Tag Archives: Russell Miller

Bare-Faced Messiah by Russell Miller

Russell Miller’s book is finally going to be published in the U.S. apparently.  An interview with Miller was posted on Tony Ortega’s blog this morning.  I read the book last year.  I actually thought I had read it back in the eighties when it was published.  After all, I helped direct and coordinate the abusive litigation tactics that drove his U.S. publisher into dropping the project.  When I read the book, I recognized that in fact I had never read it all those years back.  It was lingering cult delusion that made me think I had.  In the eighties I had only read summaries and ‘dead agent’ packs compiled by Office of Special Affairs.  Even in the past couple years I have referred to Miller as a propagandist; that was before actually having read the book.  What I found remarkable about the thorough read I did was how balanced and even-handed Miller was about L. Ron Hubbard. It is not a wholesale condemnation.  While I don’t attest to the accuracy of all his facts, for the most part the book covers a lot of irrefutable history pretty accurately.

As Miller noted in his interview, the nature of the legal attacks upon the book, similar to the defenses in Rathbun v. Miscavige incidentally, revolve around strained (read invented) intellectual property rights theories.  If the book were inherently dishonest there would have been claims based on defamation theories.  But as we have noted previously, to Scientology the purpose of the suit is to not to win, but instead to harass.

Mr. Miller makes reference to a profanity-laced Scientology outburst about the book during the legal proceedings.  The actual quotation is interesting.  It is a quotation from the deposition of Norman F. Starkey, then executor of the estate of L. Ron Hubbard.  It appears in the U.S. District Court Southern District of New York Opinion:

2. Norman Starkey, the Executor of Hubbard’s estate who licensed plaintiff to exploit the Hubbard copyrights stated in his deposition: “That scum bag book is full of bullshit, man, and you know it. It is full of bullshit…. goddam, fucking bullshit.” (Gready Aff.Exh. A, p. 94.)

If you think that language is strong, you should have heard Miscavige’s reaction to Starkey nearly blowing millions of dollars of litigation fees on that one infantile, albeit honest, outburst.  One of the most remarkable feats in the litigation was overcoming that clear evidence that the real  Scientology complaint about Miller’s book was that it did not like the facts being aired, and not that it was suffering any harm by having copyrighted works quoted. But, again as Miller notes the U.S. legal system has some flaws, and Scientology has perfected the ruthless, if expensive, exploitation of them.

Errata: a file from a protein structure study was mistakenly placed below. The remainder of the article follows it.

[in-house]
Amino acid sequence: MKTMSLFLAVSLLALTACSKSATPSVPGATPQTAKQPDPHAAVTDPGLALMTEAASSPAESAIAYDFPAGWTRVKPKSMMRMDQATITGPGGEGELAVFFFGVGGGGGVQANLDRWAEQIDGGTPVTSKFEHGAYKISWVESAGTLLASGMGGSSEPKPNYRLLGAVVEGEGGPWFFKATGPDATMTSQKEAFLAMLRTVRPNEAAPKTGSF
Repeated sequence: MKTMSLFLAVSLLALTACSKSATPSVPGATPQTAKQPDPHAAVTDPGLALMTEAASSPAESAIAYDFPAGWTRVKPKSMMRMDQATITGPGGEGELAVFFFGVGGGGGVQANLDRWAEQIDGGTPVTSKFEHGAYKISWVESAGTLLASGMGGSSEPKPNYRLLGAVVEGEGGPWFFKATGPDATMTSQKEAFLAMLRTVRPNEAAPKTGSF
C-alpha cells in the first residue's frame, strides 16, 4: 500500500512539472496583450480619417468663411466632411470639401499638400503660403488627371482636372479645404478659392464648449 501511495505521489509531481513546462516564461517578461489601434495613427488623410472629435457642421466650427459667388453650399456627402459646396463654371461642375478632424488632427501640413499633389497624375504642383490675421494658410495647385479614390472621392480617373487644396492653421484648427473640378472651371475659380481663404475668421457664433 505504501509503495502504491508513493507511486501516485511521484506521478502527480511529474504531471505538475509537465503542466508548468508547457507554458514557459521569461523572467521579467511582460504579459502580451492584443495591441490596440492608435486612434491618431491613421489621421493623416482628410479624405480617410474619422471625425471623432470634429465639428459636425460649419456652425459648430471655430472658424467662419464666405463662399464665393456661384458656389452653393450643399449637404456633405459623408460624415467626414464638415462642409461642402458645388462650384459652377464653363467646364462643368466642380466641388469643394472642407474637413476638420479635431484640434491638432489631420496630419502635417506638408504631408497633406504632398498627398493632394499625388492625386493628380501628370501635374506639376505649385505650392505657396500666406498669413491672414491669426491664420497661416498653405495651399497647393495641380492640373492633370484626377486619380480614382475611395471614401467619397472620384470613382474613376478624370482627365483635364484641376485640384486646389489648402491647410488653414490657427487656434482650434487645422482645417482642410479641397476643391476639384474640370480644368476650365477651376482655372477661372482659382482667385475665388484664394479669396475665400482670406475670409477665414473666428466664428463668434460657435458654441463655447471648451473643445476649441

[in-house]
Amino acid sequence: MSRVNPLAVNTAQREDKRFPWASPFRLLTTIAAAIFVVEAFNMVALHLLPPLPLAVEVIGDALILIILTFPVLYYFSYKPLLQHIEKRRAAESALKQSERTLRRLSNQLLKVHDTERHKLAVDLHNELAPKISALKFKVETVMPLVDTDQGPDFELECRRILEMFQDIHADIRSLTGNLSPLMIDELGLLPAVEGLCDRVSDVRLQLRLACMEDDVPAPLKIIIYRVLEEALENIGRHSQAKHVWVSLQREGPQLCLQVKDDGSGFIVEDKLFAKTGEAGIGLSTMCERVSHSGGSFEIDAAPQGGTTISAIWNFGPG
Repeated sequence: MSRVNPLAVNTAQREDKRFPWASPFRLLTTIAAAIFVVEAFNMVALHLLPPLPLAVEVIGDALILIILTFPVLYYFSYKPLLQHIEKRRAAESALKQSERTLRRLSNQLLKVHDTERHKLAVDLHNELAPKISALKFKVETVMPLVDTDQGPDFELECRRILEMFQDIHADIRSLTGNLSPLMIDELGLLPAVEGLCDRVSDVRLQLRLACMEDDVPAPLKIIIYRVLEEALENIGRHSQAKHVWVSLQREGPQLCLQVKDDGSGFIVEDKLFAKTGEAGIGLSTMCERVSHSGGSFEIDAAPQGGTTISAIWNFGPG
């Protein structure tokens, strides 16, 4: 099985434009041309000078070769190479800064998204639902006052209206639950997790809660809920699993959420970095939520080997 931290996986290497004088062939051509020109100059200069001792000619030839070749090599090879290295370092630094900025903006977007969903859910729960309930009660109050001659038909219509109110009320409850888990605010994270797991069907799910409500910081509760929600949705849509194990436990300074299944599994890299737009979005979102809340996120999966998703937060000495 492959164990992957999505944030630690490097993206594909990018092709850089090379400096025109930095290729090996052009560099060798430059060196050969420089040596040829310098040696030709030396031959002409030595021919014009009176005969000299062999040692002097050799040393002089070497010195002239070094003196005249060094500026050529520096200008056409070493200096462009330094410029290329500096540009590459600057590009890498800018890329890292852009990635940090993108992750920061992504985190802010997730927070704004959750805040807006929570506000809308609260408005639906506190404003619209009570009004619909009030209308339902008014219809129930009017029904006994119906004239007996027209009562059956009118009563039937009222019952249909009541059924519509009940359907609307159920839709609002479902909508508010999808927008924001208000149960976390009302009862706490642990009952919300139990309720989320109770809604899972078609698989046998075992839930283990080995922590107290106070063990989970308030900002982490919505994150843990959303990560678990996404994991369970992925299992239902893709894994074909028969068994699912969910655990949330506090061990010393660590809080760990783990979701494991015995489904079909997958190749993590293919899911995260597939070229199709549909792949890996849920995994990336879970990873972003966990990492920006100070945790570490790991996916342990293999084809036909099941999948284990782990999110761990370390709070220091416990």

As to the man in the red sports car following Mr. Miller in Los Angeles, that in fact was the infamous Eugene M. Ingram.  Ingram made so much Scientology money by his aggressive, noisy investigative tactics that he bought himself two shiny new sports cars (a Mitsubishi 3000GT and a Lotus Esprit), one with gold-plated mag hubs.  In his inimitable style he wore loud, flashy Hawaiian shirts during his stake outs with those bright low riders.  When I reported on the flap of Ingram being so easily and regularly made because of his audacious ways, David Miscavige ordered that Ingram be encouraged to be even more loud and noticeable, ‘it’s supposed to be a noisy investigation, isn’t it?’  Incidentally, that is what ‘ensuring the orthodox practice of the scriptures’ that Scientology lawyers are paid so much to repeat interminably is all about.

I apologize publicly to Mr. Miller for my involvement in the investigative tactics designed to shudder him into silence, and the unlawful abuse of legal process to block publication in the United States and cost his publishers inordinate sums in other countries.

I encourage people to purchase his book once available and read it.  Not just because it will make me feel a bit better about my own efforts to suppress it, but because I believe it is essential reading for anyone involved with Scientology.

‘Going Clear’ Muddies the Water

To true-believer Scientologists, Lawrence Wright’s book Going Clear will be an extreme test of faith.   To independent-minded Scientologists the book will be a test of how well they understand Scientology and correspondingly how well they differentiate the technology of Scientology from personage of its original author.

This is so because the majority of the book is little more than a compendium of greatest shots by L. Ron Hubbard’s many erstwhile enemies.   There is no balance, but for the occasional gratuitous, condescending nods to L. Ron Hubbard’s power of imagination.

Having read a number of Wright’s previous works, I anticipated much more from the Pulitzer prize winning author.   I never wrote a review of Janet Reitman’s  Inside Scientology because I considered it a rather dry, overly academic history of Scientology.  While it was more comprehensive and balanced than any previous outsider look at the subject, I found it to be rather turgid, impersonal and careful.  It, like all books by outsiders who haven’t experienced that which they write about, lacked the vital subjective component that truth requires.  Note, some level of subjective experience is essence in covering a subject (religion/philosophy/spirituality) that is  by academic and scientific standards wholly subjective. Having seen how Wright made the entire Middle East vs. Western culture divide personal, and understandable in his The Looming Tower – from both the Middle Eastern and Western perspective – I believed he might do the same for the sorely misunderstood subjects of L. Ron Hubbard and Scientology.